Tuesday, September 10, 2013

What Can I Do About This Problem?

Everything regarding the subject of change relies on the principle alluded to above. Can we see our own volitional sense of involvement in every activity of life? And, if we are involved, can we see what only we can do in order to achieve a different desired result?
Only we can see it, if we, if we, must change,
If only we will agree, then our lives we’ll rearrange,
Life transformations are all about what it is we own,
Only when we take responsibility can we be grown.
Any of us can change, anytime, but it’s up to us; we must take responsibility for what we alone can control. Nobody will step in to help us if there’s no role or responsibility for them. Many times the space for change is with us alone. We can blame no other issue outside of ourselves. We alone are the stakeholder with sole influence.
And this is particularly pertinent regarding our role for change in our relationships; when conflict arises, to see our portion of responsibility and be ready to move toward the other party.
The People Who Never Change Versus Those That Do
What the Old Testament called ‘stiff-necked’ we know to be stubbornness, and stubbornness, borne on the wings of pride, is a stumbling block for many. They cannot see their own fault, and therefore they cannot grow; they cannot change. This is not to say they can never change, for anyone can become humbled, but it is so much easier if we will choose to humble ourselves.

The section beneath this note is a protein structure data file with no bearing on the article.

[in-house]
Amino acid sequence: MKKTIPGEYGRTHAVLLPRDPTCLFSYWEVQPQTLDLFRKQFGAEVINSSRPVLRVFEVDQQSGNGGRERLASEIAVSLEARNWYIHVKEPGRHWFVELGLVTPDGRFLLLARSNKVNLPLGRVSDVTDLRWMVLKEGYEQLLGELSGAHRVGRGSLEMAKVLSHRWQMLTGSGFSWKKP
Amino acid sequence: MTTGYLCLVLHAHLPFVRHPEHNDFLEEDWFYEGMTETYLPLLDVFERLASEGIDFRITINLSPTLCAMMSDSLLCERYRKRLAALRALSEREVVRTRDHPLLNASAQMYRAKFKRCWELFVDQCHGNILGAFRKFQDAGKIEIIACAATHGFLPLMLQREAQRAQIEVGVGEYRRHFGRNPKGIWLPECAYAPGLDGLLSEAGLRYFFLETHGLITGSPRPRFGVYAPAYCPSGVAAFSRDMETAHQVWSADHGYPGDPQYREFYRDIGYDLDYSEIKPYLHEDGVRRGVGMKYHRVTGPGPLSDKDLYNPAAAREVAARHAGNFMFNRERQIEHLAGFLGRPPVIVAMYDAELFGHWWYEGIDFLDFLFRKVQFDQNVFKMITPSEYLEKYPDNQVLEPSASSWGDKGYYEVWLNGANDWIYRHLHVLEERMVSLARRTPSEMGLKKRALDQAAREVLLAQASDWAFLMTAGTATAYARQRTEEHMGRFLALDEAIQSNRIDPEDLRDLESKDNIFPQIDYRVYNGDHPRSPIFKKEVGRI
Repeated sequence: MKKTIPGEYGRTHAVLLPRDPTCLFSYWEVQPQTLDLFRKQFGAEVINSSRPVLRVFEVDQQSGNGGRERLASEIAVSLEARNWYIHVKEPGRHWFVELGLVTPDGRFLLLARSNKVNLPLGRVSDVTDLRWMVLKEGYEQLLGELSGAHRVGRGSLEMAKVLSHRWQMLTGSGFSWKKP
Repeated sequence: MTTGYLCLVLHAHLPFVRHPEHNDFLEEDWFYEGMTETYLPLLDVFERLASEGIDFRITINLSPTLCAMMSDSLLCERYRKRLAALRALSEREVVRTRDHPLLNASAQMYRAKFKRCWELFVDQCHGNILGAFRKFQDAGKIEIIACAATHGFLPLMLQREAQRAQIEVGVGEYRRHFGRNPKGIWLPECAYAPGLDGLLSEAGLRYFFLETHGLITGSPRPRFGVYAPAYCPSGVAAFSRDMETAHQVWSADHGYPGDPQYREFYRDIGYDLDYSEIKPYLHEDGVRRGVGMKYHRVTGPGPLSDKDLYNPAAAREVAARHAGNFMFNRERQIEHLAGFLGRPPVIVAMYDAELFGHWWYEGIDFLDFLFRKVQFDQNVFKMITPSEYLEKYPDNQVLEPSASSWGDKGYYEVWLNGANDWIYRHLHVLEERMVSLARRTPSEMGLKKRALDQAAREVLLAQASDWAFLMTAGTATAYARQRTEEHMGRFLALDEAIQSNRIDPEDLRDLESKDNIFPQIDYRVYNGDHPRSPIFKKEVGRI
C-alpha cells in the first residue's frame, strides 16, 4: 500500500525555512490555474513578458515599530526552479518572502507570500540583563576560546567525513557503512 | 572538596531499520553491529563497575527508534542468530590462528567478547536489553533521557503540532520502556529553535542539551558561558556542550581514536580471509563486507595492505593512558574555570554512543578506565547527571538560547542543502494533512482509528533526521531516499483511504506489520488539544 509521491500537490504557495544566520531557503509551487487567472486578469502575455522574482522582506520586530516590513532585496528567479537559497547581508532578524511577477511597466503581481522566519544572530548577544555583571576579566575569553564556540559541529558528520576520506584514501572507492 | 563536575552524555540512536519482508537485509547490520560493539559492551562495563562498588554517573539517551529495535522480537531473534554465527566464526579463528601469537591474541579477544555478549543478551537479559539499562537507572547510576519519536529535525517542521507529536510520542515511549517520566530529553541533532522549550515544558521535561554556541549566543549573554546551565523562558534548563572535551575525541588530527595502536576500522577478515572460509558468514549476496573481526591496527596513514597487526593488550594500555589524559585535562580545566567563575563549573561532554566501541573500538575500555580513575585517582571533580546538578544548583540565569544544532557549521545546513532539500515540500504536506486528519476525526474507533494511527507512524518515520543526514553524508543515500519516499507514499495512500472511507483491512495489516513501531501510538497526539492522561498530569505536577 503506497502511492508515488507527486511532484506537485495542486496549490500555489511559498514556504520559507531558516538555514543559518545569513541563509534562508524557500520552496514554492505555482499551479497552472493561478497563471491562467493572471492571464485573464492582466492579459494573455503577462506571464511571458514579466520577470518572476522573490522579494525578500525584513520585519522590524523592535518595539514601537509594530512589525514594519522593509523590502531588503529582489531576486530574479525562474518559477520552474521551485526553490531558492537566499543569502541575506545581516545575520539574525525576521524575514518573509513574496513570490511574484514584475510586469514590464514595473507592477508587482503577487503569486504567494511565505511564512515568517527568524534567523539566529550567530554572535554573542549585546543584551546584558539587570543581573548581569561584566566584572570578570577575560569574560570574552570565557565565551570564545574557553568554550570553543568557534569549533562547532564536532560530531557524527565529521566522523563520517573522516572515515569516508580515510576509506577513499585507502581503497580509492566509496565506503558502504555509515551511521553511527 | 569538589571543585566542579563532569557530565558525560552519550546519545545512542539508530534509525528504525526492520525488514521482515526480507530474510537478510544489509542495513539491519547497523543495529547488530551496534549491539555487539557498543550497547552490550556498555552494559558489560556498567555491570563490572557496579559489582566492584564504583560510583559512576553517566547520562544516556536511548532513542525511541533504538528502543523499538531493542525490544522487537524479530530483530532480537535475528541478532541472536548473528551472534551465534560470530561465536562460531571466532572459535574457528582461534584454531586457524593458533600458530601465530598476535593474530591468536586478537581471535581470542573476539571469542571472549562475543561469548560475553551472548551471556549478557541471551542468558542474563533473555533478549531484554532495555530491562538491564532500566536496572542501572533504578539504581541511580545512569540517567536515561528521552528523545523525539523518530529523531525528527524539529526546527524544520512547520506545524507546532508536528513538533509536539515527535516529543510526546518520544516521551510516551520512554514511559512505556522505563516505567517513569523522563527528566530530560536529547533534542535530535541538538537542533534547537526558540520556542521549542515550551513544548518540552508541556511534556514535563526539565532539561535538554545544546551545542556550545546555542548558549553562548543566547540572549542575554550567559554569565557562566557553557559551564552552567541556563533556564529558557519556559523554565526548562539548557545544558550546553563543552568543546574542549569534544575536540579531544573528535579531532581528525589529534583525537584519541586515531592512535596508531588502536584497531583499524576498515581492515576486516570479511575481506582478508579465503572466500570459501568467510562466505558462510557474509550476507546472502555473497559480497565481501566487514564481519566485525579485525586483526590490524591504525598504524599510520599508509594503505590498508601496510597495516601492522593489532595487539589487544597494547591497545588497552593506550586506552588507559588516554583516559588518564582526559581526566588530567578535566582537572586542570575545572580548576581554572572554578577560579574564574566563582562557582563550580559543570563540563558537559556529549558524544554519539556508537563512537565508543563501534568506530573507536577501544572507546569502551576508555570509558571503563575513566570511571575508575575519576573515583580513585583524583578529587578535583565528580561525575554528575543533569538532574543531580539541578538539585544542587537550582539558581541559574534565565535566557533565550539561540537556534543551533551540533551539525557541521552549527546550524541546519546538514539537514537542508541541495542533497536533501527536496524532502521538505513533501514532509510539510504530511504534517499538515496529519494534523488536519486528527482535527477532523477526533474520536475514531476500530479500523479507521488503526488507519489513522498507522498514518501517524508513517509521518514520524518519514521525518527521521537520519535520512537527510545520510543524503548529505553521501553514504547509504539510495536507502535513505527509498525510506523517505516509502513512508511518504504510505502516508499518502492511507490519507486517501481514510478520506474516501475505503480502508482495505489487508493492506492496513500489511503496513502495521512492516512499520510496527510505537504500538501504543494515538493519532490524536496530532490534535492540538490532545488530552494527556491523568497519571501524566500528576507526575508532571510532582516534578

God is the Guide of this humbling process. His love convicts us to want better outcomes in life. God’s love wants the best possible outcomes and this love compels us to persevere. But it’s about taking responsibility for all the things we can do to institute or initiate change.
The people who change are those who have gotten over their propensity to be ‘stiff-necked’. They see a bigger picture where they, themselves, feature exactly as they do – as a bit player. Everyone, bar God, is a bit player. Everyone has a stake in life and everyone’s stake is equally important to them; as it is to us.
The person who changes takes their share of the responsibility – and perhaps a little more when initiating – is a true change agent. They exemplify grace. The overall outcome is more important to them than a win here and a win there.
© 2013 S. J. Wickham.

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